Lueck and Poston were joined by their fellow local lawmakers in Minnesota Senate Majority Leader Paul Gazelka, R-Nisswa, as well as state Sen. Carrie Ruud, R-Breezy Point, as well as state Rep. Josh Heintzeman, R-Nisswa.
Heintzeman repeatedly declined to comment other than by email, citing a discomfort with face-to-face or phone interviews and expressed sensitivity with how prior statements were presented in the Dispatch.
The bonding bill
Unprecedented in modern Minnesota Legislature history, lawmakers were unable to pass a statewide bonding bill — typically the single largest piece of legislation every biennium, with repercussions for communities all across the state.
Local lawmakers said bonding bills are usually haggled over and negotiated extensively, which didn’t lend itself to this abbreviated session with emergency actions needed to address COVID-19. With the special session looming on the calendar for June 12, lawmakers from both sides will look to craft a bonding bill that meets the needs of Minnesotans, they said, while also giving due deference to the sharp economic downturn in the coronavirus crisis.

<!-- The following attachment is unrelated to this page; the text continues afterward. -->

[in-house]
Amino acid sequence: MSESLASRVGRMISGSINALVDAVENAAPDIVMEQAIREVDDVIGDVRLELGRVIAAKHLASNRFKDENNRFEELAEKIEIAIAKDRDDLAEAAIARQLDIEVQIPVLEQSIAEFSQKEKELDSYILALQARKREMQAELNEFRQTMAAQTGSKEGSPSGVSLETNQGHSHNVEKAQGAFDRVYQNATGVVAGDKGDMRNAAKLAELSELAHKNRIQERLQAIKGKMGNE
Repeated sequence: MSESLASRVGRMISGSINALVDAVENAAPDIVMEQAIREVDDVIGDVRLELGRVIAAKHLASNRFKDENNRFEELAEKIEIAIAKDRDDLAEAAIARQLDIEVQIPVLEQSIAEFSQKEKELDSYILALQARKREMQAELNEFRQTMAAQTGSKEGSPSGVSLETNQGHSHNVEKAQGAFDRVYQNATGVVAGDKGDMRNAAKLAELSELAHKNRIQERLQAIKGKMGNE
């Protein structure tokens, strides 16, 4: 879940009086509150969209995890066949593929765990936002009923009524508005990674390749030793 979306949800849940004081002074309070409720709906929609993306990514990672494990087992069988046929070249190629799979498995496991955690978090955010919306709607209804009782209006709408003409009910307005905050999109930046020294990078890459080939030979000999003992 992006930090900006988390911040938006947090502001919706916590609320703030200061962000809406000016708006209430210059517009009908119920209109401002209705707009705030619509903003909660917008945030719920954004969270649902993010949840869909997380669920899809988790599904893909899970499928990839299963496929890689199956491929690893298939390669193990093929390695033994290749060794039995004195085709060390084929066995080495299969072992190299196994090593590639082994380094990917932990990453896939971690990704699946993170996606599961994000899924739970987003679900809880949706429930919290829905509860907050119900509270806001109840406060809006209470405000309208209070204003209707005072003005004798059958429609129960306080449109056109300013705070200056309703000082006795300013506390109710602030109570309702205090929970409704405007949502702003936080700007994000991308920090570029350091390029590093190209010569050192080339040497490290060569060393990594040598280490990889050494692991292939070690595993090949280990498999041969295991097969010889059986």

According to Gazelka, both the House GOP and Senate GOP are united behind a $1.5 billion proposal. For reference, last year DFLers in the House under Speaker Melissa Hortman were pushing a $2.5 billion proposal and Gov. Tim Walz said he was looking for a $2 billion bill, though both have since downscaled their proposals.
However, Lueck said he wasn’t in favor of $1.5 billion and expressed scepticism the state could afford that much in bonding with a rough economic stretch ahead.
“We're in for a real rough ride over the next two years, trying to straighten out this budget,” Lueck said. “That $1.5 billion actually makes me uncomfortable as being just a bit too high.”